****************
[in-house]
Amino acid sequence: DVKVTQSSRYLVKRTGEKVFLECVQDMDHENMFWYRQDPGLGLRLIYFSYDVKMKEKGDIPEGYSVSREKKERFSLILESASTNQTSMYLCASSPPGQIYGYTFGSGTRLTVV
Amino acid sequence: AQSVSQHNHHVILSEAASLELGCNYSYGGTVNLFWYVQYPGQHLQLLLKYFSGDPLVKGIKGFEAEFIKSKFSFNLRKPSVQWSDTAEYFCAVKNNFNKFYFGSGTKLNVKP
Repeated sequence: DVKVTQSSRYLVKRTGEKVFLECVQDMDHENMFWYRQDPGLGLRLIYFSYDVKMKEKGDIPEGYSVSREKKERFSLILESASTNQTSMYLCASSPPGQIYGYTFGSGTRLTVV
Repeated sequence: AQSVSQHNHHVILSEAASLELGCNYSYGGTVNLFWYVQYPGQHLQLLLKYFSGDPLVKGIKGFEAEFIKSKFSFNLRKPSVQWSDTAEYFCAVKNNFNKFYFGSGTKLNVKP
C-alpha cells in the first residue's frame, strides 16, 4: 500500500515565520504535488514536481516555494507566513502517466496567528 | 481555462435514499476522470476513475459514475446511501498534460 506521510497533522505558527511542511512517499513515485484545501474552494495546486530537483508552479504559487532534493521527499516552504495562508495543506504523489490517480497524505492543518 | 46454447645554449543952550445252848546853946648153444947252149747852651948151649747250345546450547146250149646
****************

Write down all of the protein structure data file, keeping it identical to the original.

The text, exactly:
[in-house]
Amino acid sequence: DVKVTQSSRYLVKRTGEKVFLECVQDMDHENMFWYRQDPGLGLRLIYFSYDVKMKEKGDIPEGYSVSREKKERFSLILESASTNQTSMYLCASSPPGQIYGYTFGSGTRLTVV
Amino acid sequence: AQSVSQHNHHVILSEAASLELGCNYSYGGTVNLFWYVQYPGQHLQLLLKYFSGDPLVKGIKGFEAEFIKSKFSFNLRKPSVQWSDTAEYFCAVKNNFNKFYFGSGTKLNVKP
Repeated sequence: DVKVTQSSRYLVKRTGEKVFLECVQDMDHENMFWYRQDPGLGLRLIYFSYDVKMKEKGDIPEGYSVSREKKERFSLILESASTNQTSMYLCASSPPGQIYGYTFGSGTRLTVV
Repeated sequence: AQSVSQHNHHVILSEAASLELGCNYSYGGTVNLFWYVQYPGQHLQLLLKYFSGDPLVKGIKGFEAEFIKSKFSFNLRKPSVQWSDTAEYFCAVKNNFNKFYFGSGTKLNVKP
C-alpha cells in the first residue's frame, strides 16, 4: 500500500515565520504535488514536481516555494507566513502517466496567528 | 481555462435514499476522470476513475459514475446511501498534460 506521510497533522505558527511542511512517499513515485484545501474552494495546486530537483508552479504559487532534493521527499516552504495562508495543506504523489490517480497524505492543518 | 46454447645554449543952550445252848546853946648153444947252149747852651948151649747250345546450547146250149646